However, I think the whole industry will change if we change the conversation to buying things that are made in a more sustainable manner, not buying things made in huge quantities where a majority of the products get marked down and go into off-pricing and then into landfills. I don't believe in that. My model is about only producing that which we can sell. The factory workers in New York City need to be paid well, and I know that they are, because the factory I work with is very transparent.
New York City is the future for many brands. This is where consumers will pay $9 for a bar of chocolate, $6 for a jar of pickles, because they know the product is better quality and made by a company with a real stance behind it.
Why is it so important to you that the line isn't just produced in New York City, it's produced for New York City runners, specifically?
A huge part of the brand is to have fun and get out there, even in a city that can be as intimidating as New York. For years, I've had friends say to me that they were afraid to run. And I think it's because athletic brands make it seem really hard with pushing the whole getting stronger, running faster thing. But in reality, most of us are out there to have fun, connect with others, and feel good about ourselves. We're not out there to be professional runners.
There are Neil DeGrasse Tyson quotes all over the Only Atoms site. Was the line inspired by him?
It's obvious, the name doesn't sound like a running brand—that was intentional! I can get really deep on this, but basically we're all connected in this world we're living in, as humans. There is this thing when you're running races—I've even experienced it just running in different countries where I don't speak the language—when you're running alongside a complete stranger and you have this sense of knowing what they're feeling, you have this connection.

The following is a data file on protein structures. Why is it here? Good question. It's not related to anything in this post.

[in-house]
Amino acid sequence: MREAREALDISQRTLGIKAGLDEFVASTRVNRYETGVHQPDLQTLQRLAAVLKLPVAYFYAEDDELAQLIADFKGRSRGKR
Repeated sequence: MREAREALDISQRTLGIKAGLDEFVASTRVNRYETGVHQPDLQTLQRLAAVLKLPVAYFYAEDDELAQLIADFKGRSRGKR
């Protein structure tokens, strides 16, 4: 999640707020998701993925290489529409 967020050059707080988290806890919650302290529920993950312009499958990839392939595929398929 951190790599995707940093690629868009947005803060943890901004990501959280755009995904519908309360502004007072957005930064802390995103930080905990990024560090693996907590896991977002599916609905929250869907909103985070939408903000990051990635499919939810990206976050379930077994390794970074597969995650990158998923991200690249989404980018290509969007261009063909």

So I couldn't stop thinking about this connection; trying to figure out what it's all about. And what it really comes down to is that with all matter in the universe there is nothing that actually sits alone. Even if you break down an atom to its smallest particles they have never been known to be separated. And we're all made of these very same atoms, so I want to put everyone on the same plane where the person who has never run for longer than 15 minutes can feel just as good as the person in the Olympics
What's your advice for people who want to get into the sport, but are intimidated? Training to run a marathon can seem so daunting!
Running, be it a marathon or a 5k, has served as a metaphor for my life, and I see this with a lot of people I run with. We were all once at that point where we couldn't run more than 20 minutes, but we pushed through, we put our minds to it, we began to plan, and join running groups. You start to realize you can do this—actually, you can do anything. This is really important not only to business, but to life, and it's why I think it's really important to get all people out and running.
What's your favorite hidden New York City running route?
There's a bridge by JFK airport that connects Broad Channel to the Rockaways—The Cross Bay Veterans Memorial Bridge. At sunset, running over the water, the views of the city are amazing and it leads you to a waterside bar in the Rockaways.
What's the city's most challenging route?
Jehovah's Hill in Brooklyn Heights! That's not the official name, but since the hill is near the Jehovah's Witness building, that's what I call it. Sure, it's a short hill, but it's one of the steepest in New York City —great for hill repeats. —by Ellen Thompson
· Only Atoms [Official Site]
· Feel the Burn [Racked NY]
· So You Want to Run the NYC Marathon? Here's Where to Start [Racked NY]